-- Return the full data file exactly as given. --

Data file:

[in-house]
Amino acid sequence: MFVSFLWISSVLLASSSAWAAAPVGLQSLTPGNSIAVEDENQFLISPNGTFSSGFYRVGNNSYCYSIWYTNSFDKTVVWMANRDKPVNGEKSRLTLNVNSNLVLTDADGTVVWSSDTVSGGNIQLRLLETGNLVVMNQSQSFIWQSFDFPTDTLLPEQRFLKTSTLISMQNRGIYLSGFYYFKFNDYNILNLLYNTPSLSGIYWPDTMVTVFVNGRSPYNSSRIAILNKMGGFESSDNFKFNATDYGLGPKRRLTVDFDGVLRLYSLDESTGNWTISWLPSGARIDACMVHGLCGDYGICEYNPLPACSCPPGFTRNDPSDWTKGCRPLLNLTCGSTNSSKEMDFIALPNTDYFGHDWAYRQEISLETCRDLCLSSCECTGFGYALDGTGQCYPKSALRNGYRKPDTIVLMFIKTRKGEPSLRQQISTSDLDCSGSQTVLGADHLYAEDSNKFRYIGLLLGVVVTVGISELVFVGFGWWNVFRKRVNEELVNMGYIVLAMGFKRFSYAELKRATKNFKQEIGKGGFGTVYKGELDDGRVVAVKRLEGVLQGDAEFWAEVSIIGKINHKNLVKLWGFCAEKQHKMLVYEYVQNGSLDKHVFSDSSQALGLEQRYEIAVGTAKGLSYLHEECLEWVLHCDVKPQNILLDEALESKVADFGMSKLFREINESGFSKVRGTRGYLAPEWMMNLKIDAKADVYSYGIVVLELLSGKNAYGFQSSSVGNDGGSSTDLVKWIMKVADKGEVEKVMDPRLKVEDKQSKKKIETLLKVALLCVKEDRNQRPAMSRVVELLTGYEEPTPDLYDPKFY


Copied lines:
[in-house]
Amino acid sequence: MFVSFLWISSVLLASSSAWAAAPVGLQSLTPGNSIAVEDENQFLISPNGTFSSGFYRVGNNSYCYSIWYTNSFDKTVVWMANRDKPVNGEKSRLTLNVNSNLVLTDADGTVVWSSDTVSGGNIQLRLLETGNLVVMNQSQSFIWQSFDFPTDTLLPEQRFLKTSTLISMQNRGIYLSGFYYFKFNDYNILNLLYNTPSLSGIYWPDTMVTVFVNGRSPYNSSRIAILNKMGGFESSDNFKFNATDYGLGPKRRLTVDFDGVLRLYSLDESTGNWTISWLPSGARIDACMVHGLCGDYGICEYNPLPACSCPPGFTRNDPSDWTKGCRPLLNLTCGSTNSSKEMDFIALPNTDYFGHDWAYRQEISLETCRDLCLSSCECTGFGYALDGTGQCYPKSALRNGYRKPDTIVLMFIKTRKGEPSLRQQISTSDLDCSGSQTVLGADHLYAEDSNKFRYIGLLLGVVVTVGISELVFVGFGWWNVFRKRVNEELVNMGYIVLAMGFKRFSYAELKRATKNFKQEIGKGGFGTVYKGELDDGRVVAVKRLEGVLQGDAEFWAEVSIIGKINHKNLVKLWGFCAEKQHKMLVYEYVQNGSLDKHVFSDSSQALGLEQRYEIAVGTAKGLSYLHEECLEWVLHCDVKPQNILLDEALESKVADFGMSKLFREINESGFSKVRGTRGYLAPEWMMNLKIDAKADVYSYGIVVLELLSGKNAYGFQSSSVGNDGGSSTDLVKWIMKVADKGEVEKVMDPRLKVEDKQSKKKIETLLKVALLCVKEDRNQRPAMSRVVELLTGYEEPTPDLYDPKFY